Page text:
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Employers Beware: Judge Greenlights Employee’s Privacy Lawsuit Over Dropbox Access

March 28, 2019 | Blog | By Katharine Beattie, Cynthia Larose, Jennifer Budoff

Many employers maintain policies limiting their employees’ expectation of privacy in the workplace, including policies that eliminate any expectation of privacy when using company-issued electronic devices. While employers may think that having such a policy would protect them from invasion of privacy claims under the Fourth Amendment or state law, a recent federal court decision may cause employers to think otherwise. This post examines this decision and provides best practices for avoiding issues with employees’ privacy interests.
The Massachusetts Department of Family and Medical Leave, who oversees the Commonwealth’s Paid Family and Medical Leave (PFML) program, posted its Employer and Employee Toolkits online.  The Toolkits are available here, and are helpful to be read in conjunction with our earlier blog post on PFML.
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Will Grandfathered Plans be Rescued?

March 19, 2019 | Blog | By Patricia Moran

On February 25, 2019 the Department of Labor, Department of Health and Human Services, Treasury Department and the Internal Revenue Service (the “Departments”) published a request for information (the “ROI”) on grandfathered plans, signaling that a relaxation of the grandfathering rules may be forthcoming.  This post gives a brief history of grandfathered plans and describes the information requested in the ROI (for which responses are due March 27, 2019).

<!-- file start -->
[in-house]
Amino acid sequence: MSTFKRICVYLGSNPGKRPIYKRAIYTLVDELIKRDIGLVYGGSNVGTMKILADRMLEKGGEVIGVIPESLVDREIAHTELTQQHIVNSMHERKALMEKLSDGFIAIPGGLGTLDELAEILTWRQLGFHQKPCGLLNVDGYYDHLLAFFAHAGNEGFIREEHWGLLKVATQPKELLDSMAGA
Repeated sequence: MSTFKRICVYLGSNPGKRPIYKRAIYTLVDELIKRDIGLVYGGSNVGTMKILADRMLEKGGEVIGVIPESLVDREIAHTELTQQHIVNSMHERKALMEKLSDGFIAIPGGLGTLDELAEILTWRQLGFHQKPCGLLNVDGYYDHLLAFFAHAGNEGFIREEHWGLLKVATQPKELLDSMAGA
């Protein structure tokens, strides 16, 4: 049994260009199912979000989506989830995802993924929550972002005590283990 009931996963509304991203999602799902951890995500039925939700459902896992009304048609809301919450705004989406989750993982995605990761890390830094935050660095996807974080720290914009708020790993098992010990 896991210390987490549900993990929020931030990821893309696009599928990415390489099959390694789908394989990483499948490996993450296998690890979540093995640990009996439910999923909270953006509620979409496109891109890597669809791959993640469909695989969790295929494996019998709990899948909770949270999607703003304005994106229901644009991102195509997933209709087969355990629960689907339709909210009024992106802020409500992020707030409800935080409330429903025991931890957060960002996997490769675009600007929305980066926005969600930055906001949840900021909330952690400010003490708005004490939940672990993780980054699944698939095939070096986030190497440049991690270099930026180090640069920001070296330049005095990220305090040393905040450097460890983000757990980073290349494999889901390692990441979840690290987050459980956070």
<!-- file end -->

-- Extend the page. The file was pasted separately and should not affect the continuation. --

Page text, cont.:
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When the Affordable Care Act (ACA) was signed some nine years ago, many employers wondered what would become of COBRA (aka, the continuation coverage requirements of the Consolidated Omnibus Budget Reconciliation Act of 1985). COBRA seems as strong as ever. Not surprisingly, however, the COBRA rules are complex, and we frequently field questions from employers who are facing employee terminations and just want to get things right.  Here are some of the more common questions we receive from our employer clients. 
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The Department of Labor (DOL) has issued a Notice of Proposed Rulemaking (NPRM) that it estimates would convert more than one million now overtime-exempt workers to non-exempt, overtime-eligible employees.  Currently, the so-called “white collar” exemptions under the Fair Labor Standards Act (FLSA) provide that employees who are paid a salary of at least $455 per week ($23,660 per year) and primarily perform executive, administrative, or professional duties (the “job duties test”) need not be paid overtime. The NPRM would change this, by increasing the salary threshold. If adopted, the proposed rule would make other changes, too.

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On April 30, 2019, Mintz will be hosting its Fifth Annual Employment Law Summit at the Princeton Club in New York City.
The Bubbler

The Bubbler - February 2019

February 19, 2019 | Blog | By Audrey Nguyen, Paul Huston

January ushered in many new developments across many employment law compliance categories. We hope this summary will help you keep track of the changes most relevant for you.